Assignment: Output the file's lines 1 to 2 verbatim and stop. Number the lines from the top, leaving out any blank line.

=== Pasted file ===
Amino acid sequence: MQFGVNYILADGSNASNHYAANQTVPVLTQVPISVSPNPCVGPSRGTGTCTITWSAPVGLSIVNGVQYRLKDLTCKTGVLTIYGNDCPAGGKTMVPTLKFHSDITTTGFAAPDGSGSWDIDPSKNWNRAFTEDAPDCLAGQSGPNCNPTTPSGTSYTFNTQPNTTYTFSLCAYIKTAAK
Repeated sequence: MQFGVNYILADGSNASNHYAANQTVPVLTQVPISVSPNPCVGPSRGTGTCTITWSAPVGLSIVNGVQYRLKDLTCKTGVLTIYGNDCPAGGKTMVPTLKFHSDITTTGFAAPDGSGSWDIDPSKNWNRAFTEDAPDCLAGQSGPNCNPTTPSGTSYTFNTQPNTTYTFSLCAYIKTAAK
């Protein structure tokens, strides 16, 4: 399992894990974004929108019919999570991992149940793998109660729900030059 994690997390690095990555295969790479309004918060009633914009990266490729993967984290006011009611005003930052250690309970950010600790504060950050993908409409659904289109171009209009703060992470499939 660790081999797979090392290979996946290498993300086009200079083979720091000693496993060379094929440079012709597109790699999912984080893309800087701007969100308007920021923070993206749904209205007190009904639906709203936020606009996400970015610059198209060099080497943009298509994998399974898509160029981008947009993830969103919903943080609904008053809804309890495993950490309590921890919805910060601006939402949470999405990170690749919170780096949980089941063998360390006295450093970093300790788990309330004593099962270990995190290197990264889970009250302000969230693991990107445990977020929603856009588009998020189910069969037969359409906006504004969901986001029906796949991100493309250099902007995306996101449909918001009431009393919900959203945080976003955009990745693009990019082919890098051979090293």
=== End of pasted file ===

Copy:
Amino acid sequence: MQFGVNYILADGSNASNHYAANQTVPVLTQVPISVSPNPCVGPSRGTGTCTITWSAPVGLSIVNGVQYRLKDLTCKTGVLTIYGNDCPAGGKTMVPTLKFHSDITTTGFAAPDGSGSWDIDPSKNWNRAFTEDAPDCLAGQSGPNCNPTTPSGTSYTFNTQPNTTYTFSLCAYIKTAAK
Repeated sequence: MQFGVNYILADGSNASNHYAANQTVPVLTQVPISVSPNPCVGPSRGTGTCTITWSAPVGLSIVNGVQYRLKDLTCKTGVLTIYGNDCPAGGKTMVPTLKFHSDITTTGFAAPDGSGSWDIDPSKNWNRAFTEDAPDCLAGQSGPNCNPTTPSGTSYTFNTQPNTTYTFSLCAYIKTAAK